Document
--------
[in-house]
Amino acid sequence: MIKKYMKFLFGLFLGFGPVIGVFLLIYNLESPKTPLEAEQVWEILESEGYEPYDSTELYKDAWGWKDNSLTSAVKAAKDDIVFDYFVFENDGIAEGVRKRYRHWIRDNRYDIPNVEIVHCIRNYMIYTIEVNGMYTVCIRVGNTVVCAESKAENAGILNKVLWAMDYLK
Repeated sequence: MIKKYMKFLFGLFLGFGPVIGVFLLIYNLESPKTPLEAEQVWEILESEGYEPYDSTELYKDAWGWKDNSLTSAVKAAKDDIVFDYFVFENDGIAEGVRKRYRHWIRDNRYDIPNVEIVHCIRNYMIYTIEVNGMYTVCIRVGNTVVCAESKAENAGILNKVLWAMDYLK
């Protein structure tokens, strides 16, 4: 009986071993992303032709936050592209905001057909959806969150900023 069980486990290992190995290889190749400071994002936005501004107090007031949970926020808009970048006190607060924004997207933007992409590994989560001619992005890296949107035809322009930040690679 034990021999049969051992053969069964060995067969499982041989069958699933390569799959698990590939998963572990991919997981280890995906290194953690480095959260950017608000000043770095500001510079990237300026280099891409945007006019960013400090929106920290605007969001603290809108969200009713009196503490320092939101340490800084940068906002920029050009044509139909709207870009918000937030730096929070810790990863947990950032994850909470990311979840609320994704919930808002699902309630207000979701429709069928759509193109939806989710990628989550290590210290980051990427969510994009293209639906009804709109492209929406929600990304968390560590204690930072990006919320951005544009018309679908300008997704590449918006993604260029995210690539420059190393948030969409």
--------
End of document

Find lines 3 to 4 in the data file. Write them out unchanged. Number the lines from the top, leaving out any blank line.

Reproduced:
Repeated sequence: MIKKYMKFLFGLFLGFGPVIGVFLLIYNLESPKTPLEAEQVWEILESEGYEPYDSTELYKDAWGWKDNSLTSAVKAAKDDIVFDYFVFENDGIAEGVRKRYRHWIRDNRYDIPNVEIVHCIRNYMIYTIEVNGMYTVCIRVGNTVVCAESKAENAGILNKVLWAMDYLK
């Protein structure tokens, strides 16, 4: 009986071993992303032709936050592209905001057909959806969150900023 069980486990290992190995290889190749400071994002936005501004107090007031949970926020808009970048006190607060924004997207933007992409590994989560001619992005890296949107035809322009930040690679 034990021999049969051992053969069964060995067969499982041989069958699933390569799959698990590939998963572990991919997981280890995906290194953690480095959260950017608000000043770095500001510079990237300026280099891409945007006019960013400090929106920290605007969001603290809108969200009713009196503490320092939101340490800084940068906002920029050009044509139909709207870009918000937030730096929070810790990863947990950032994850909470990311979840609320994704919930808002699902309630207000979701429709069928759509193109939806989710990628989550290590210290980051990427969510994009293209639906009804709109492209929406929600990304968390560590204690930072990006919320951005544009018309679908300008997704590449918006993604260029995210690539420059190393948030969409």